The Big Questions with Dr. Nita Landry

December 2017

What's your connection to maternal health and how did you get involved?

As I was growing up, I developed a strong desire to uplift the female community. Women's health care is, and will always be, an important part of my life.

I am a board certified OB/GYN. When I finished my educational training, as opposed to taking a traditional health care job, I became a traveling doctor. I work everywhere from Alaska to upstate New York, and have the honor of caring for women from a number of different backgrounds and communities. Additionally, I have always been very passionate about community service. For example, I work with at- risk youth, I work closely with women in domestic violence situations, and I am a supporter of mothers2mothers – an organization dedicated to eliminating pediatric AIDS and creating health and hope for babies, families and communities.

What does maternal care mean to you and what caused you to become such a strong advocate?

For me, maternal care means providing moms with all the essential tools they need to have a happy and healthy pregnancy. This includes not only quality prenatal care, but also providing moms with anything else they need, from emotional support to information regarding financial assistance.

We all know that motherhood is very rewarding but, at the same time, pregnancy can be pretty tough. My job is to keep moms smiling throughout the whole process. In addition to being a physician, I am a shoulder to lean on, and I am a listening ear. I am whatever mothers need me to be in order to make their pregnancies healthy and happy.

What positive developments have you seen in maternal care recently?

Women are more vocal about issues impacting their health and the health of their children. The fact that women are speaking up and taking action has been instrumental in the progress we've seen over the years. With that being said, while our progress is impressive, we still have work to do. It is very important that we continue to move in the right direction.

Another positive development is the increasing desire of women to provide emotional support for each other. For example, in an effort to help one another, more and more women are opening up about issues that have impacted their health/ motherhood journeys. From infertility and recurrent miscarriages to postpartum depression, an increasing number of women are reaching out to one another to offer love and encouragement. That type of support system is extremely beneficial. I love that women are brave enough and caring enough to help each other.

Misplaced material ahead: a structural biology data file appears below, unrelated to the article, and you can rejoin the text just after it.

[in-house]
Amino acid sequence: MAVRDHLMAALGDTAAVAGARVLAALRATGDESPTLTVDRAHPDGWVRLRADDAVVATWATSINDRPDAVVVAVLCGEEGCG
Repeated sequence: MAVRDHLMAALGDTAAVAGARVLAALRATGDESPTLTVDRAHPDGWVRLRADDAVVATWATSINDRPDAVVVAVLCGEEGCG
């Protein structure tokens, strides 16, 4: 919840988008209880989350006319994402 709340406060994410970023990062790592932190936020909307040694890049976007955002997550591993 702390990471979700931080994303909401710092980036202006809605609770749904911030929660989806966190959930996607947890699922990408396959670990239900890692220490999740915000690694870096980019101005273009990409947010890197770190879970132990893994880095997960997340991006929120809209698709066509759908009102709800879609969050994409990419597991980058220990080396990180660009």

What improvements still need to be made?

We have to have more open, honest conversations about which maternal care issues need to be improved. Once we have the conversations and identify the problems, then we can actually start to implement the changes that have to be made for us to see the progress that we need, want, and deserve.

Final Words

This country has great potential. If we work together, and I mean really work together, the possibilities are endless. Let's educate, uplift, and empower each other, and let's really make this world a better place.

Dr. Nita Landry

OB/GYN and Co-host of
"The Doctors"


Image: Dr. Nita Landry

Dr. Nita Landry is a board certified OB/GYN with a special interest in working with young women to promote safe sexual practices, healthy pregnancies and disease prevention. In addition to practicing medicine, she is also a co-host on the Emmy Award Winning Television Show, "The Doctors." Hailing from Alexandria, Louisiana, Dr. Nita received a full scholarship to Dillard University, where she received her undergraduate degree in Biology. After graduating, Dr. Nita was accepted into the University of South Alabama College of Medicine, where she received a full tuition scholarship. Following her graduation, she completed her OB/GYN Residency at The University of Louisville.


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